It’s the first book that has got all the recent publicity because as the Chief Operating officer at Facebook, anything Sandberg says is likely to generate interest.
Her main point is that women need to find a job they love and go for it 100% without apology, assertively and clear about our own worth.
The criticism of the book is that it applies to only few women at the top who can afford an army of support women [at the bottom] to help care for their children and run the home and ignores the strength of a system stacked against women from the start.
Where I find it interesting is that I can see, through coaching hundreds of women that we can, in wanting a personal/family life, not see how we might balance big ambition with that desire. I do see women lean away from their careers when they don’t need to [choosing to do that is another matter] and I still see women nervous of their own ambition.
So definitely worth a read.
The XX FACTOR is unashamedly about women who are part of the highly educated elite. Wolf draws out the central assertion that it is not the gap between men and women that is widening but the gap between highly educated women and less educated women.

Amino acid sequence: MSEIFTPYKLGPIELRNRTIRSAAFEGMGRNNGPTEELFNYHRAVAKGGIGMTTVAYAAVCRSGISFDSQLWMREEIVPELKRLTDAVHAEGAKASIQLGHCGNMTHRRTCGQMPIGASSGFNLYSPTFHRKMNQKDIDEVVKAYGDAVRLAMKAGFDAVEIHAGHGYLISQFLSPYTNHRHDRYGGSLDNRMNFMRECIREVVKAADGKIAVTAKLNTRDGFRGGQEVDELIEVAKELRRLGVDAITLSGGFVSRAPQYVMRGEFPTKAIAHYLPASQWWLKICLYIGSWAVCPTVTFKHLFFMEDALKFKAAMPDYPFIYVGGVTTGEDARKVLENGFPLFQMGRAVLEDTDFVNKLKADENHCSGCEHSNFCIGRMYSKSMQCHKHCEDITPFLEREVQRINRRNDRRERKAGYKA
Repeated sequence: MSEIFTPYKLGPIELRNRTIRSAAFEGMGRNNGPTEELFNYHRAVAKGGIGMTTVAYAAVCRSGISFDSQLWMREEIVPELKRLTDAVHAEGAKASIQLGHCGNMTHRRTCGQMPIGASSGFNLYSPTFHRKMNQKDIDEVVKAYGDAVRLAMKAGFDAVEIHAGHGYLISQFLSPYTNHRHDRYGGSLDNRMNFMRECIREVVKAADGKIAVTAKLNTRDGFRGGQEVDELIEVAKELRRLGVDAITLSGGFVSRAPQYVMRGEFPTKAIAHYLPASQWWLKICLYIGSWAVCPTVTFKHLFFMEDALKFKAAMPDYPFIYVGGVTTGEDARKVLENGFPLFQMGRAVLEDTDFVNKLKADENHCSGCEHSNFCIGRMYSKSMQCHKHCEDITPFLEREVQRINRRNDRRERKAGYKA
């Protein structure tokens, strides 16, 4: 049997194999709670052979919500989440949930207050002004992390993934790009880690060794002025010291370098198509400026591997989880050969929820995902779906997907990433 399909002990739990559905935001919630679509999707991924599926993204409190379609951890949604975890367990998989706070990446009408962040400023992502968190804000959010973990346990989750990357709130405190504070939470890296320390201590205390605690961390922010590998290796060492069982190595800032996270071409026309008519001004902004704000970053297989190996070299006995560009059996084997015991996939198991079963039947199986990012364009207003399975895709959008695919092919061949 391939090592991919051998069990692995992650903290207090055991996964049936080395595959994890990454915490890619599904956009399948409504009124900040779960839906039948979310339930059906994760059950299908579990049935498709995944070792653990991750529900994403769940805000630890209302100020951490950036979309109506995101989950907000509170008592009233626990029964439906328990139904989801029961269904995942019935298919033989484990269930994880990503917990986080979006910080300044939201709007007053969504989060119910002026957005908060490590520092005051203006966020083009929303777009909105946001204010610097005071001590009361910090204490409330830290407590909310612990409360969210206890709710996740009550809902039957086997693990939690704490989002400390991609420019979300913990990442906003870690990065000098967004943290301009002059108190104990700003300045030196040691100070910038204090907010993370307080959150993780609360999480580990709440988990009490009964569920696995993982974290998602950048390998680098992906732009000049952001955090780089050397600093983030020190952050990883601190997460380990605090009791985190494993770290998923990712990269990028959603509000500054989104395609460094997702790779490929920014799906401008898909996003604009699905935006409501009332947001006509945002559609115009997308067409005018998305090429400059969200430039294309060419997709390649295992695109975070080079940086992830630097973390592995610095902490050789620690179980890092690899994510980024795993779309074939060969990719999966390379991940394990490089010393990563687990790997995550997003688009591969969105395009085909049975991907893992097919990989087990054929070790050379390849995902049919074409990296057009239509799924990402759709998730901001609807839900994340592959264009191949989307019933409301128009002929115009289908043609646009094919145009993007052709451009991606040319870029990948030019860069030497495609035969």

Wolf writes in an interestingly detailed way about what it means to be a women with the XX factor serviced by an army of women looking after their children cooking their food etc [sounds familiar!!] She attacks what she sees as a lot of myths about women and work and for that reason it can make uncomfortable as well and lively reading.
The ATHENA DOCTRINE lays out the possibility that the world of work and business may transform in a way that favours women because feminine values are in ascendant – organisations are having to become more flexible, collaborative and caring in response to the economic climate and empathy, loyalty and flexibility are seen as the [newish] cornerstones of effective leadership
All interesting, all worth a dip in and out.